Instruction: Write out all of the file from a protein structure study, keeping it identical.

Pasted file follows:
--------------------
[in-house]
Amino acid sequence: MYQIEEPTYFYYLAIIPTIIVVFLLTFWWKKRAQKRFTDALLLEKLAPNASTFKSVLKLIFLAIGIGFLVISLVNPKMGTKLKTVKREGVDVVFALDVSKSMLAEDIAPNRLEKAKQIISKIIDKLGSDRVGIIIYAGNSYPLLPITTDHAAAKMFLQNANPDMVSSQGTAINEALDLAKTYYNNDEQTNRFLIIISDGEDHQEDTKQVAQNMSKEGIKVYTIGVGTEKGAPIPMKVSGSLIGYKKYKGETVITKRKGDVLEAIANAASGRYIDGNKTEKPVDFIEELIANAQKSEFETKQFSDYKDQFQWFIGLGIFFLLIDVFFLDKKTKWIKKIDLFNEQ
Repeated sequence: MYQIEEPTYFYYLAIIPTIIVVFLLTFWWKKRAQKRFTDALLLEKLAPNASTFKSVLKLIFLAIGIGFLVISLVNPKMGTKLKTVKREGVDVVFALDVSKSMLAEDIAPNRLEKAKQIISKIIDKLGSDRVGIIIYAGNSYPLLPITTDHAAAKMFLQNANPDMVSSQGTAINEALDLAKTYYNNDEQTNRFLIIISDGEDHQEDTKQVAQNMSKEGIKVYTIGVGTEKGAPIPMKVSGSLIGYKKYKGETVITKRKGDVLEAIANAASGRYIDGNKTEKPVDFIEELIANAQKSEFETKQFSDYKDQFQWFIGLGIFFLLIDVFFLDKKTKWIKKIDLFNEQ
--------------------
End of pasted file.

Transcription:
[in-house]
Amino acid sequence: MYQIEEPTYFYYLAIIPTIIVVFLLTFWWKKRAQKRFTDALLLEKLAPNASTFKSVLKLIFLAIGIGFLVISLVNPKMGTKLKTVKREGVDVVFALDVSKSMLAEDIAPNRLEKAKQIISKIIDKLGSDRVGIIIYAGNSYPLLPITTDHAAAKMFLQNANPDMVSSQGTAINEALDLAKTYYNNDEQTNRFLIIISDGEDHQEDTKQVAQNMSKEGIKVYTIGVGTEKGAPIPMKVSGSLIGYKKYKGETVITKRKGDVLEAIANAASGRYIDGNKTEKPVDFIEELIANAQKSEFETKQFSDYKDQFQWFIGLGIFFLLIDVFFLDKKTKWIKKIDLFNEQ
Repeated sequence: MYQIEEPTYFYYLAIIPTIIVVFLLTFWWKKRAQKRFTDALLLEKLAPNASTFKSVLKLIFLAIGIGFLVISLVNPKMGTKLKTVKREGVDVVFALDVSKSMLAEDIAPNRLEKAKQIISKIIDKLGSDRVGIIIYAGNSYPLLPITTDHAAAKMFLQNANPDMVSSQGTAINEALDLAKTYYNNDEQTNRFLIIISDGEDHQEDTKQVAQNMSKEGIKVYTIGVGTEKGAPIPMKVSGSLIGYKKYKGETVITKRKGDVLEAIANAASGRYIDGNKTEKPVDFIEELIANAQKSEFETKQFSDYKDQFQWFIGLGIFFLLIDVFFLDKKTKWIKKIDLFNEQ